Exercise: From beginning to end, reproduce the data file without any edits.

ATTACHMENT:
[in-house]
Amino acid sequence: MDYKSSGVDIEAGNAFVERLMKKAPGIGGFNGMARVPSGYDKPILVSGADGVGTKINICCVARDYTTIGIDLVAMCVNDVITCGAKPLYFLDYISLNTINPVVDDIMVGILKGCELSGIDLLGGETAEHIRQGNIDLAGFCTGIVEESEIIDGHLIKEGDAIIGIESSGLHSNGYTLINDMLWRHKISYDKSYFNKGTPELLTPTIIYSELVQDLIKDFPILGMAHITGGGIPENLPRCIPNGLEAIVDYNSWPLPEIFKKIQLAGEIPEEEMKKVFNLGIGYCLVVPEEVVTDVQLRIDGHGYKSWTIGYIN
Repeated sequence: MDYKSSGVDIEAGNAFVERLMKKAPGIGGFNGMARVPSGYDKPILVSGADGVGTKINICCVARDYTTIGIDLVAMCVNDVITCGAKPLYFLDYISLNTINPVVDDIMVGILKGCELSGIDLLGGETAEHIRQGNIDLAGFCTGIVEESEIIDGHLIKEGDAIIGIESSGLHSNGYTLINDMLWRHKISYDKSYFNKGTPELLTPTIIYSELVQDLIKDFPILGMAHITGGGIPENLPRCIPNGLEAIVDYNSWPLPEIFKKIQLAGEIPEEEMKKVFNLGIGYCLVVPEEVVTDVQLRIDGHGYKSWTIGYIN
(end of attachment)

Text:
[in-house]
Amino acid sequence: MDYKSSGVDIEAGNAFVERLMKKAPGIGGFNGMARVPSGYDKPILVSGADGVGTKINICCVARDYTTIGIDLVAMCVNDVITCGAKPLYFLDYISLNTINPVVDDIMVGILKGCELSGIDLLGGETAEHIRQGNIDLAGFCTGIVEESEIIDGHLIKEGDAIIGIESSGLHSNGYTLINDMLWRHKISYDKSYFNKGTPELLTPTIIYSELVQDLIKDFPILGMAHITGGGIPENLPRCIPNGLEAIVDYNSWPLPEIFKKIQLAGEIPEEEMKKVFNLGIGYCLVVPEEVVTDVQLRIDGHGYKSWTIGYIN
Repeated sequence: MDYKSSGVDIEAGNAFVERLMKKAPGIGGFNGMARVPSGYDKPILVSGADGVGTKINICCVARDYTTIGIDLVAMCVNDVITCGAKPLYFLDYISLNTINPVVDDIMVGILKGCELSGIDLLGGETAEHIRQGNIDLAGFCTGIVEESEIIDGHLIKEGDAIIGIESSGLHSNGYTLINDMLWRHKISYDKSYFNKGTPELLTPTIIYSELVQDLIKDFPILGMAHITGGGIPENLPRCIPNGLEAIVDYNSWPLPEIFKKIQLAGEIPEEEMKKVFNLGIGYCLVVPEEVVTDVQLRIDGHGYKSWTIGYIN